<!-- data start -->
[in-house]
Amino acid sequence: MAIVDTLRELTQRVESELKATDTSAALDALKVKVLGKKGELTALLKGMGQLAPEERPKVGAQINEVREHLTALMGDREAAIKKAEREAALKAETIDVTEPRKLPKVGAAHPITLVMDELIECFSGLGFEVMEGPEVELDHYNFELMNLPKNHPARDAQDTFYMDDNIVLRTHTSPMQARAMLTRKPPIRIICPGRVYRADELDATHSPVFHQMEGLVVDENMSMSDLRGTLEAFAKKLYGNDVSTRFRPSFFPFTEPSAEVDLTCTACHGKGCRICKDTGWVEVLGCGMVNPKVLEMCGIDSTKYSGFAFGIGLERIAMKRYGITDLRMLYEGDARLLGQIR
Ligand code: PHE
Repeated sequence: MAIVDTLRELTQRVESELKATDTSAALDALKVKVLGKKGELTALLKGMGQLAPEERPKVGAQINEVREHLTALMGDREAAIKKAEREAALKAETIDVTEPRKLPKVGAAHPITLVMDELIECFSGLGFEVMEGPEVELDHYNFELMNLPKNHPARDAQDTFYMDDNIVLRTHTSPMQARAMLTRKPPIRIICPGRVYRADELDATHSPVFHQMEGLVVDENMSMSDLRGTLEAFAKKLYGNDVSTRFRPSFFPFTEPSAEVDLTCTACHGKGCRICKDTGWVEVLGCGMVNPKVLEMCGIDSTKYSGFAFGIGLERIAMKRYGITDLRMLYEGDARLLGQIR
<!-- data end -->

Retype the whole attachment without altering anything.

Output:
[in-house]
Amino acid sequence: MAIVDTLRELTQRVESELKATDTSAALDALKVKVLGKKGELTALLKGMGQLAPEERPKVGAQINEVREHLTALMGDREAAIKKAEREAALKAETIDVTEPRKLPKVGAAHPITLVMDELIECFSGLGFEVMEGPEVELDHYNFELMNLPKNHPARDAQDTFYMDDNIVLRTHTSPMQARAMLTRKPPIRIICPGRVYRADELDATHSPVFHQMEGLVVDENMSMSDLRGTLEAFAKKLYGNDVSTRFRPSFFPFTEPSAEVDLTCTACHGKGCRICKDTGWVEVLGCGMVNPKVLEMCGIDSTKYSGFAFGIGLERIAMKRYGITDLRMLYEGDARLLGQIR
Ligand code: PHE
Repeated sequence: MAIVDTLRELTQRVESELKATDTSAALDALKVKVLGKKGELTALLKGMGQLAPEERPKVGAQINEVREHLTALMGDREAAIKKAEREAALKAETIDVTEPRKLPKVGAAHPITLVMDELIECFSGLGFEVMEGPEVELDHYNFELMNLPKNHPARDAQDTFYMDDNIVLRTHTSPMQARAMLTRKPPIRIICPGRVYRADELDATHSPVFHQMEGLVVDENMSMSDLRGTLEAFAKKLYGNDVSTRFRPSFFPFTEPSAEVDLTCTACHGKGCRICKDTGWVEVLGCGMVNPKVLEMCGIDSTKYSGFAFGIGLERIAMKRYGITDLRMLYEGDARLLGQIR